These focal effects were experimentally verified by electrospraying ACN from a nanoESI emitter placed within a 3D printed electrode as previously described. Maps of ion intensity at the exit plane of the electrode were reconstructed from IonCCD™ scans as described in Sect. 4.2.3. A range of potentials were applied to the focusing apparatus and the spray emitter to determine the effects of each on the final focus

Trajectories of protonated ACN ions from different origins

Fig. 4.4 Trajectories of protonated ACN ions from different origins (left) and radial deposition profiles from different ion origin locations (right). The dashed line denotes the axis of cylindrical symmetry within the simulation environment

and intensity of the ions exiting the focusing electrode. During these experiments the tip of the nanoESI emitter was placed coaxially within the outer cylindrical electrode and the tip was held 10 mm distant from the central disc. This placement was chosen based on the previously discussed simulation results. An illustration of the setup is shown inset of Fig. 4.5b. For imaging experiments, the silver disc (inset Fig. 4.5b) is replaced with an IonCCD™ detector mounted on a computer-controlled moving platform. It is important to note the presence of the 0.7 mm wide filaments connecting the central disc to the outer cylinder. These are necessary for manufacture of the electrodes and to assure uniform potential application to each component (the outer cylinder and coaxial disc). Simulations did not take these into account as the model was simplified to maintain axial symmetry.

In order to better characterize the annular focus, the reconstructed 2D images of ion intensity were subject to additional processing. Briefly, the intensity maps were converted to grayscale images and a threshold was applied at 40% of the maximum image intensity. A scatter plot was generated with each point corresponding to the location of a pixel whose value was above the 40% threshold and the data was then fit to a circle using a Landau-Smith algorithm [38]. The circular fit was then used to center all data from the original reconstructed image and intensities were normalized by subtracting the minimum intensity from each pixel within the original data. A representative centered and normalized image is shown in Fig. 4.5b. A table of position data was then constructed such that the intensity value in each pixel was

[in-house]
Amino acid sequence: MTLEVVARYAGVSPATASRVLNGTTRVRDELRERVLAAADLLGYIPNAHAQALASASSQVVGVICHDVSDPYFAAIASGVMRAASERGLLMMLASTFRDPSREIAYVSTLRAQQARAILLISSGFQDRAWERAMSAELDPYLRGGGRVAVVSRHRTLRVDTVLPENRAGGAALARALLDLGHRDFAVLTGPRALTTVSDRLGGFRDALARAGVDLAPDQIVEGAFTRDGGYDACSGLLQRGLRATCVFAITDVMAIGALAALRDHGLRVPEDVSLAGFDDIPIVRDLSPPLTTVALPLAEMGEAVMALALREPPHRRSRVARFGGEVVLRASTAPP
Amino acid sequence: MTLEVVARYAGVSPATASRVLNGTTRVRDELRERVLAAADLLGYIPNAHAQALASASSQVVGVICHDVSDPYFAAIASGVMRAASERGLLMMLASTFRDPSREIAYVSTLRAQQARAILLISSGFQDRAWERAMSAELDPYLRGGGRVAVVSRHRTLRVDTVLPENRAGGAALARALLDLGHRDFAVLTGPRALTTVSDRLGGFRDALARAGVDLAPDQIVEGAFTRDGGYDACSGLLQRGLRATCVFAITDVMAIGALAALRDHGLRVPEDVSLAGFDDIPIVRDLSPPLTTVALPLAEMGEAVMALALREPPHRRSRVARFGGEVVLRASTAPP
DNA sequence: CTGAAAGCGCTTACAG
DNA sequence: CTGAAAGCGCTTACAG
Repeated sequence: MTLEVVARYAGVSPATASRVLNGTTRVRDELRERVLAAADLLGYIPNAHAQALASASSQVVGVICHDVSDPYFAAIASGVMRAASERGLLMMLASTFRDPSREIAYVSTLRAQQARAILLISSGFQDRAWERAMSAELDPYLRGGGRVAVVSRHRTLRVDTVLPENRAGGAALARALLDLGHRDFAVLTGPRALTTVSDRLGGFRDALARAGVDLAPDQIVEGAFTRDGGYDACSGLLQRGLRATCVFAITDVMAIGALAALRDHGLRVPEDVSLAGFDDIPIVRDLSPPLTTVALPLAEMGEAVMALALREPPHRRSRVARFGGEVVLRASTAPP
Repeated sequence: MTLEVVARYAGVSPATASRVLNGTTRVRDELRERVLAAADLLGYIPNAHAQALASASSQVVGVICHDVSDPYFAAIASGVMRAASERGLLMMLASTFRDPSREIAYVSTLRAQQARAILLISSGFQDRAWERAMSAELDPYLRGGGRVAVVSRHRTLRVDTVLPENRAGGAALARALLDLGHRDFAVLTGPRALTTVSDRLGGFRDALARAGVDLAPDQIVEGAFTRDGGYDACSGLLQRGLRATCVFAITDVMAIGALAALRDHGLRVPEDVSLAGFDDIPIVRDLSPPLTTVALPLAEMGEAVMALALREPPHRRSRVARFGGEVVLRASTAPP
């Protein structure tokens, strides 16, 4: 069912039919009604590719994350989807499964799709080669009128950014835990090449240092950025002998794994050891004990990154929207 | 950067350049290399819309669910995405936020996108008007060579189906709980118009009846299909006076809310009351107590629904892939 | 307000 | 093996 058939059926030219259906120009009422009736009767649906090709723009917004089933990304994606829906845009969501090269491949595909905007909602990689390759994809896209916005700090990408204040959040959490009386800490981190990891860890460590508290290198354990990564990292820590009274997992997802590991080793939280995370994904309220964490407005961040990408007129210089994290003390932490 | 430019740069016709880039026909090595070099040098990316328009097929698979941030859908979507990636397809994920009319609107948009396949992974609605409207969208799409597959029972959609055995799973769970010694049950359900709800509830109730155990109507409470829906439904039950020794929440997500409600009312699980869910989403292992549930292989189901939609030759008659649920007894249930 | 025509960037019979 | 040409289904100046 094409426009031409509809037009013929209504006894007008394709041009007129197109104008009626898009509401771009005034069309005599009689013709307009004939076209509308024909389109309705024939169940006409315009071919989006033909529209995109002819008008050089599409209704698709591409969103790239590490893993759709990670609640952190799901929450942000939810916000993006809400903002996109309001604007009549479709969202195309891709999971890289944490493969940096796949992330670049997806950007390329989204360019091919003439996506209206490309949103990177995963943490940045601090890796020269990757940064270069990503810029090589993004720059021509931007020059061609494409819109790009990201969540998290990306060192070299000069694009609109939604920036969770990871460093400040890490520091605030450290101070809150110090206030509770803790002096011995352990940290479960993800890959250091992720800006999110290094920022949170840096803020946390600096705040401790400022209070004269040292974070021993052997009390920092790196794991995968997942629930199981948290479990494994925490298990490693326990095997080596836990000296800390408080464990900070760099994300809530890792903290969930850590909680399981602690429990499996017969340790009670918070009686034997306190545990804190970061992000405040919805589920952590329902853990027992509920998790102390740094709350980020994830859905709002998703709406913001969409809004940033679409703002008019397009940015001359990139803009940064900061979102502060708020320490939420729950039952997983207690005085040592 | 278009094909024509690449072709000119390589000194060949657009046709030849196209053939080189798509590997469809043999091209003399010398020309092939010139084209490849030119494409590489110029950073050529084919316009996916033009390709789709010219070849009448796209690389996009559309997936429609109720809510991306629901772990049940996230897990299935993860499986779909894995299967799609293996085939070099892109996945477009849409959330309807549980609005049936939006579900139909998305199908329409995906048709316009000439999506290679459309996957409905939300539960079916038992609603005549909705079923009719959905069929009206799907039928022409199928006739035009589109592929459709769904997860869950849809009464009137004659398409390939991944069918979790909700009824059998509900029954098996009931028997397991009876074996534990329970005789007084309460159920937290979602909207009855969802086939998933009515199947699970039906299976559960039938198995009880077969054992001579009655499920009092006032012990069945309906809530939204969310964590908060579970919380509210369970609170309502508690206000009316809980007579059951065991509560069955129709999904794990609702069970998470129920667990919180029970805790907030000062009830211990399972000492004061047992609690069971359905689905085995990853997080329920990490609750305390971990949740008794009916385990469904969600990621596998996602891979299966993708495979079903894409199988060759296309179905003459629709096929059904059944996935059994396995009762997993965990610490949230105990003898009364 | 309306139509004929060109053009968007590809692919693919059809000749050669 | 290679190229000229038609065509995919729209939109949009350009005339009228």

Ion intensity map of annularly focused ions following image centering and normalization for an emitter potential o

Fig. 4.5 Ion intensity map of annularly focused ions following image centering and normalization for an emitter potential of 3.0 kV and focusing potential of 1.5 kV (a), radial distribution of focused ions under different emitter and focusing voltages (b). Potentials applied to nanoESI emitter and focusing electrode are denoted in the legend of (b). Values are given as spray/focusing potential, where spray potential is relative to focusing potential (i.e. in the case of 0.25 kV/1.0, 1.25 kV was applied to emitter and 1.0 kV was applied to focusing electrode). In each case ions were generated by nanoESI of ACN solution

taken as the number of individual points at the corresponding location within the centered image. This table of position information was then transformed to polar coordinates and a histogram of radial deposition locations was constructed for each data set. The radial distribution of ions under different spray and focusing potentials is shown in Fig. 4.5a.

These results clearly illustrate the annular focusing, predicted by simulations. Through a comparison of the simulation results of ion origins, shown in the lower right portion of Fig. 4.4, it is expected that ions are indeed originating entirely from the central portion of the electrode and expansion of the ion plume is not deleterious to ion focusing. A contributing factor may be the initial dispersion of the ion plume into an annulus, thus spreading the generated charge over a larger volume, limiting the effects of space charge.